Nina Totenberg

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The U.S. Supreme Court, forging its way to the end of the current term, unloaded a raft of important decisions Monday, with many more expected in the days to come. At the same time, the court agreed to hear a case next term that will test whether there is a constitutional limit to how much partisanship can be used to draw legislative maps.

Among Monday's decisions were these:

In the wake of the Sept. 11, 2001, terrorist attacks, hundreds of mostly Muslim immigrants were rounded up and held in harsh conditions in New York. They later sued, but on Monday, the U.S. Supreme Court ruled that high-ranking Justice Department officials from the George W. Bush administration were immune from those lawsuits.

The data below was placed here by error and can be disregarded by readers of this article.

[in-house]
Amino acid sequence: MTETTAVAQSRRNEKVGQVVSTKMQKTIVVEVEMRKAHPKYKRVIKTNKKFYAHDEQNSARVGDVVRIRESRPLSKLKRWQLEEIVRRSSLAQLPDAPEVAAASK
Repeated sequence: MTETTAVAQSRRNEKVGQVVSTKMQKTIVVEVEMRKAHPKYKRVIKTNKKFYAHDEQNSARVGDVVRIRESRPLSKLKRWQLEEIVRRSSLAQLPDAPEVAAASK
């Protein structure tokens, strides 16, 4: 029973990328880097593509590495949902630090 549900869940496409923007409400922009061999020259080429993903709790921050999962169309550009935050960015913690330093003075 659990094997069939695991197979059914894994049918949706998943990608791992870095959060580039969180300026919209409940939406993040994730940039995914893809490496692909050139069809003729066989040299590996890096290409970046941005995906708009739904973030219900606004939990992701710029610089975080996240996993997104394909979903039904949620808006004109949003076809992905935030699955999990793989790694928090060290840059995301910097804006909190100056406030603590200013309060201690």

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By day, Don McGahn is a straight-laced lawyer, but by night, he's a long-haired rocker.

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As a hurry-up execution schedule plays out in Arkansas this week, the U.S. Supreme Court and Arkansas Supreme Court have stepped in to block two of the eight executions initially scheduled for an 11-day period.

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